There Is A Tribe of Kids by Lane Smith
(Roaring Brook Press, May 2016)
Lane Smith (GRANDPA GREEN and IT’S A BOOK) has created another stunning picture book. From a pod of whales to a smack of jellyfish, he details groups of animals in relation to a small child, one of the tribe of kids. Sly clues sprinkled through the book link each page to the next. A picture book for all to love – bravo!
(Roaring Brook Press, May 2016)
A family prepares for a vacation. They pack their bags and head to the airport. Author and illustrator Lisa Brown details each step of the trip through the airport. Set in today’s world, from the ID check at security to the woman incessantly talking on her cell phone, there are story lines that carry throughout the book, encouraging readers to spend time on each page. A perfect book for a family preparing for a trip or for anyone who loves reading. For all ages.
I Love Cake by Tammi Sauer
(Katherine Tegen Books, May 2016)
Rabbit, Porcupine, and Moose are three great friends, but when Moose’s love of cake ruins Rabbit’s plans and is not fun for Porcupine, Moose will need to find a way to patch things up! A great read-aloud about asking for forgiveness and repairing friendships. Warning! May induce cravings for cake!
Be Glad Your Dad…. By Matthew Logeline
(Little, Brown Books For Young Readers, May 2016)
All of our dads have annoying qualities. This charming picture book reminds us to be grateful that our dads are not owls, iguanas or dung beetles, because they all have worse qualities than our dads. A fun ode to fathers, just in time for Father’s Day!
Suite For Human Nature Diane Lampert & Wynton Marsalis
(Atheneum Books, May 2016)
Mother Nature tells us what we need and nurtures us when we need her. This beautifully illustrated picture book guides us through all the human emotions. Do you wonder about the reasons we act in such odd ways? Mother Nature starts a conversation that even the beginning reader can comprehend.
Terrible Two Get Worse
by Mac Barnett & Jory John
(Abrams Books for Kids, April 2016)
Our favorite pranksters have returned! Barnett and John bring us back to Yawnee Valley, where Niles and Miles meet their match in Principal Barkin’s father, former Principal Barkin. Plenty of jokes, enhanced by Matt Cornell’s line illustrations, make this story a delight for readers of the first TERRIBLE TWO novel, although familiarity with that book is not required for enjoyment of this prankish tale. For grades 3 and up.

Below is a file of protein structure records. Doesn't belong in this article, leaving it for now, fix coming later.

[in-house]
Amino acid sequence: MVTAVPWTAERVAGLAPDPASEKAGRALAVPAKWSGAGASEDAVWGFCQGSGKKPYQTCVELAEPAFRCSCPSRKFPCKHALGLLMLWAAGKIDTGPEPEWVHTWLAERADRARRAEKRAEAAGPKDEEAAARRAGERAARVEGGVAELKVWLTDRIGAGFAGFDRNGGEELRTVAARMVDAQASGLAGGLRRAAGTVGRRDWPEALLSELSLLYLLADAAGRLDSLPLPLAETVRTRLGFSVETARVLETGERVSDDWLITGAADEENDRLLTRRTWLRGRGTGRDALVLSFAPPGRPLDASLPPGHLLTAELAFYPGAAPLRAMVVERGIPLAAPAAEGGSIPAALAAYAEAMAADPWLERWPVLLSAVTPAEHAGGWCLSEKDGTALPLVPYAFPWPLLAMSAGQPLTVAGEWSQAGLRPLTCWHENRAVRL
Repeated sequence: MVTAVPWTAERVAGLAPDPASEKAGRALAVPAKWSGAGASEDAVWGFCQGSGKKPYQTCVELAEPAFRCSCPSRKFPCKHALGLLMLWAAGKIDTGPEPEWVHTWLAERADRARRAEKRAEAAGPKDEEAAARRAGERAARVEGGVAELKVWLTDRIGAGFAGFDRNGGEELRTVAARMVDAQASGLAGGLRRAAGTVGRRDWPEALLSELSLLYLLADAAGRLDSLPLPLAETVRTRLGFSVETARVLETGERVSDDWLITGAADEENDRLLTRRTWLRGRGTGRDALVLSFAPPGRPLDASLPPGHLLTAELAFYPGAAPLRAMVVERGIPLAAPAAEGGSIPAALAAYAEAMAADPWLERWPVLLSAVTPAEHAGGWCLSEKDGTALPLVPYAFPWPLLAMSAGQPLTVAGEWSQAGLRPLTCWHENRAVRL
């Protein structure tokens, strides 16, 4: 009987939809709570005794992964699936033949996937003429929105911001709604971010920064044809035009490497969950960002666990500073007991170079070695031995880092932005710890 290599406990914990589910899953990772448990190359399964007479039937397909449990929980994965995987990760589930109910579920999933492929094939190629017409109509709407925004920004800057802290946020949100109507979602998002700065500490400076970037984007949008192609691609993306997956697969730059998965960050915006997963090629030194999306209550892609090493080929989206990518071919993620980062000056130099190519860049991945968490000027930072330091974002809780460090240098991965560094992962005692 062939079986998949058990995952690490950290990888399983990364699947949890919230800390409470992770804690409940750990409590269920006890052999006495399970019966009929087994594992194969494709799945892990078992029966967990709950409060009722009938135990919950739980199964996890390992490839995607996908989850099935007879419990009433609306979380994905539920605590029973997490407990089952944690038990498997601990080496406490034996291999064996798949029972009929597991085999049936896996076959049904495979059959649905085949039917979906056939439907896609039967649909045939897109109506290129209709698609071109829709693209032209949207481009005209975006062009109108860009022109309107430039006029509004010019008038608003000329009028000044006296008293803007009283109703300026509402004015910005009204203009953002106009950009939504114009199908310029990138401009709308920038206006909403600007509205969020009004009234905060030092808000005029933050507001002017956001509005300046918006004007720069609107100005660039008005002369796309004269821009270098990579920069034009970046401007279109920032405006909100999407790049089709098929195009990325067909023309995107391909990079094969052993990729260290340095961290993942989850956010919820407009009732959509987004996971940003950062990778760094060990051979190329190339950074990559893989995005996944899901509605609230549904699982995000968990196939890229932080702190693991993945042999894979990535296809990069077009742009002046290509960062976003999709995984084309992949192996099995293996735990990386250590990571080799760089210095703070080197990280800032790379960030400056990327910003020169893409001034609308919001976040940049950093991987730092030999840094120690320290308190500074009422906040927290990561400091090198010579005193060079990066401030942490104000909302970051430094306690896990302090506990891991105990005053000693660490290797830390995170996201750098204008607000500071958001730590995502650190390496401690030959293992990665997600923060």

Wild Robot by Peter Brown
(Little, Brown Books For Young Readers)
Five hundred crates of robots are lost at sea during a hurricane; five wash ashore on an uninhabited island but only one remains intact. “Roz,” Rozzum Unit 714, accidentally activated by curious otters, comes to life, and because she has been programmed to learn, begins to adapt to her new surroundings. At first rejected by the animal population, Roz slowly gains their trust, adopts an orphaned gosling, and becomes a valuable part of the island community. Sure to prompt discussion about the environment, technology, and community, Peter Brown’s simple illustrations and well-measured text combine for a perfect read-aloud or book club choice for middle grade readers.
The Girl In The Well Is Me by Karen Rivers
(Algonquin Young Readers, March 2016)
Kammie wants nothing more than to belong at her new school. She tries to befriend the cool girls, Kandy, Sandy and Mandy, who decide to initiate her into their club. Unfortunately, the initiation results in Kammie falling down a well. As she struggles to free herself and waits for a rescue, Kammie alternates between hallucinating a conversation with French-speaking coyote and recalling how she ever wanted these friends. By turns funny, sassy and heartbreaking, Kammie’s experience is utterly believable and utterly unforgettable. For grades 5 and up.
Underwater By Marisa Reichardt
(Farrar, Straus, & Giroux, January 2016)
Morgan has become agoraphobic, never stepping outside of the apartment she shares with her mother and younger brother. She witnessed a horrific school shooting in the Fall, and she just can’t get past it. When a boy moves in next door who has a connection to her school and her past, Morgan uses the help of her therapist to take baby steps to recover her zest for life. This is an incredibly well written debut novel which touches on some very serious topics with believable characters, the right amount of tension, and a timely topic.
Hot Pterodactyl Boyfriend by Alan Cumyn
(Atheneum Books, April 2016)
Shiel’s orchestrated and controlled life has just been thrown into chaos. It’s not just that she, as the student body president, really should have known that their school was planning to host Pyke, a pterodactyl exchange student. There’s also a dance to plan and college applications to write. At least her boyfriend, Sheldon, is always there for her. Pyke’s presence exerts a strange primal influence on the students. The fall dance is a huge success – but goes All KINDS of wrong! The parents are scandalized, and Shiel must act quickly before the community kicks the most popular “kid” out of school – or worse. As her carefully constructed world unravels, Shiel can’t deny her own attraction to Pyke and comes to question who she is and what she wants out of life.
Lifeboat Clique by Kathy Parks
(Katherine Tegen Books, March 2016)
Denver sneaks into an A-list party to see if the cute boy Croix really was interested in her. As bad luck would have it, a tsunamii hits the Malibu coast, destroying the party house and stranding Denver at sea with her former best friend Abigail and three other teens. Part survival story, part analysis of a failed friendship, this snarky novel takes a close look at the social hierarchy of high school.